SCAM ALERT: Fedex emails, Best Buy text messages and in the news, new APWG report

Just another quick “Be careful” note….

Today, I get to warn you about scams I am aware because I’ve personally gotten all of them in the last 24 hours.  The first, which I hope and expect NO ONE should fall for, is a flood of “Fedex” notifications that are so badly written they’re actually entertaining.

What’s more interesting to me as a linguist is to see if you can localize the scammer based on HOW it’s badly written.  For instance, Russian speakers (and those of other related Slavic languages) will frequently make all kinds of errors with particles. You see, Russian has no “a”, “an” or “the” equivalents, so they often appear (and disappear) sporadically and in the wrong places.  See excerpts from my flood of (malware-laden by the way, please don’t open those attachments!) Fedex notices the last few days.

  • “Our courier couldn’t make the delivery of parcel.”
  • “Label is enclosed to the letter.”
  • “…information about the procedure of parcels keeping…”

You can almost hear the voice of The Count from Sesame Street.

Then I got a text message that said:

“Your entry last month has WON! Goto http://www.bestbuy.com.kvoq.biz/?claimid=212 and enter your Winning Code: “6655” to claim your FREE $1,000 Bestbuy Giftcard!”

What’s interesting about this one to me is the link sent via text.  This means essentially it is either:

  1. A phish in the classic sense, meaning it just asks you to divulge information on the destination page; or
  2. The link is malicious, which is kind of neat because, given the delivery via SMS, it would therefore (I assume) engage malware targeting either the iOS or Android operating system.

Given the deplorable, nearly non-existent state of mobile malware protections and smartphone anti-virus defenses, I elected not click the link from my phone to find out.  (Given that the domain was created on Monday of this week via anonymous registration in Panama, this seemed like a good site to avoid. )

Finally, in scam-related news, the Anti-Phishing Working Group published their report on H2 2011.  There’s a nice synopsis here, or you can download the full report from APWG’s Web site.

 

Columbia Researchers Put Metrics to Phishing Victims’ Gullibility

Researchers at Columbia University have built a small scale system that synthesizes phishing emails and measure the susceptibility of a targeted population to them.  First-round participants who fell for the simulated scams were notified of their mistake, but were NOT notified that they would also be re-targeted for future probing/attack.  As the guy who (warning, shameless plug alert) authored my company’s Cyber Safety Awareness Training product, I can’t say I’m surprised by the most depressing tidbit.  Even targets who were warned they were being taken online went as many as four successful scams before learning a bit of caution.

I’m just hitting a few highlights of course, but the full paper is an interesting read, available for download at

http://academiccommons.columbia.edu/download/fedora_content/download/ac:142665/CONTENT/metrics_hst.pdf

SCAM ALERT: Justin Beiber emails part of malware spreading over Facebook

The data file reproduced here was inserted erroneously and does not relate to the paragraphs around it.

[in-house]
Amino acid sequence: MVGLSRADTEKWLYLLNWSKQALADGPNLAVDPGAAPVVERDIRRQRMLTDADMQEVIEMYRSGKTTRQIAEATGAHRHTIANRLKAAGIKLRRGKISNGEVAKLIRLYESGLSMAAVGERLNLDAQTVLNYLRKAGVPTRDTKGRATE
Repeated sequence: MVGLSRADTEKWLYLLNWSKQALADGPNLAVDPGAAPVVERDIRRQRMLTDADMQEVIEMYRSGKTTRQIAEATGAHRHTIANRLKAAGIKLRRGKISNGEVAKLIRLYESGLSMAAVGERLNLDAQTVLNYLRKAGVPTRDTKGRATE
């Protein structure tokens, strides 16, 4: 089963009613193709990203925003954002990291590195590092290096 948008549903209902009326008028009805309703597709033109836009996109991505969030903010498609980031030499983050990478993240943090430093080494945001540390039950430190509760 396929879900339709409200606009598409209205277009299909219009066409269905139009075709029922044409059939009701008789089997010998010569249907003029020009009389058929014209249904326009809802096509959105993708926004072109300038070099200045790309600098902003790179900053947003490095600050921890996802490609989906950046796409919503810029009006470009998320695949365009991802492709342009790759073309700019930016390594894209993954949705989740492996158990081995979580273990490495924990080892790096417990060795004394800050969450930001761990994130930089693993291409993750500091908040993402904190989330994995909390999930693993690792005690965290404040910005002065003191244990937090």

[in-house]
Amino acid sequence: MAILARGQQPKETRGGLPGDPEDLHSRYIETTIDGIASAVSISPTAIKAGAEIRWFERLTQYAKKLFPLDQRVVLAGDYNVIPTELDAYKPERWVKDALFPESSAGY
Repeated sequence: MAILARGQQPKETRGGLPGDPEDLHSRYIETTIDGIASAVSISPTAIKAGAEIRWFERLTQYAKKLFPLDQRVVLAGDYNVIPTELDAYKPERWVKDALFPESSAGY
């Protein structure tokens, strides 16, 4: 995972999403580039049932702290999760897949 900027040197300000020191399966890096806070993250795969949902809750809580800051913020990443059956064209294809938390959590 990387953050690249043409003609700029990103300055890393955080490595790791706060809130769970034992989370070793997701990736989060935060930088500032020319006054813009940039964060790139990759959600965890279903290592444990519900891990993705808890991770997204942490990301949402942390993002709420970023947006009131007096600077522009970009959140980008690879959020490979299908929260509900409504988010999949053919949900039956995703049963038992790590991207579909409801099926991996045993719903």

Kaspersky Labs researcher Sergey Golovanov has a detailed post this morning about the the LilyJade worm, a technologically fascinating  bit of naughtiness that is spreading via messages about teen pop star Justin Beiber (though of course the content of the emails will change constantly.)  For users, all you need to know is, as always:

1.  Don’t trust messages, click on links or open attachments from anyone you don’t know.

2. Even if it’s from someone you do know, if the message seems generic, is totally off any topic you care about or seems out of character for the sender, same rules apply.  Their account may have been compromised.

3. If the message seems like it actually might be important, reach out to that person via alternate channel, e.g. phone call text or email to another account.  You may just make them aware of the fact their account is compromised and they didn’t know it.

4. Hover your mouse over all links in emails and see if the visible link and the underlying actual destination agree.  If they don’t, don’t click the deceptively labeled link.

5.  Never respond to online requests for personal information, passwords, login credentials or financial data except on a reputable web site you trust (e.g. Amazon, Zappos, eBay) where you TYPED IN THE ADDRESS YOURSELF.

For the really nerdy among you, who care about “cross-platform browser vulnerabilities or like reading code on a command line (dorks), the Kaspersky post is pretty interesting and detailed.

SCAM ALERT: Facebook, Gmail, Hotmail, Yahoo – “Rebates” and “New security measures”

Just a quick heads up to all – this post from security vendor Trusteer details the latest widespread, and technologically pretty smart, phishing / malware campaign against users of the big Web-based email services, as well as Visa and Mastercard.  A few articles out there too, but I like the original Trusteer post because it has pictures of the actual materials.

As always:

1.  Assume any email asking you to do, click or download something is fake

2.  Hover your mouse over the links in the email. The destination of the link should appear.  If it goes to a site you’ve never heard of, or the actual link disagrees with the one shown in the text, don’t click it.

3.  If you need something from any web based vendor you use and trust, amazon, gmail, or whatever, type the name in the address bar yourself.

Surf safely!

 

 

%d bloggers like this: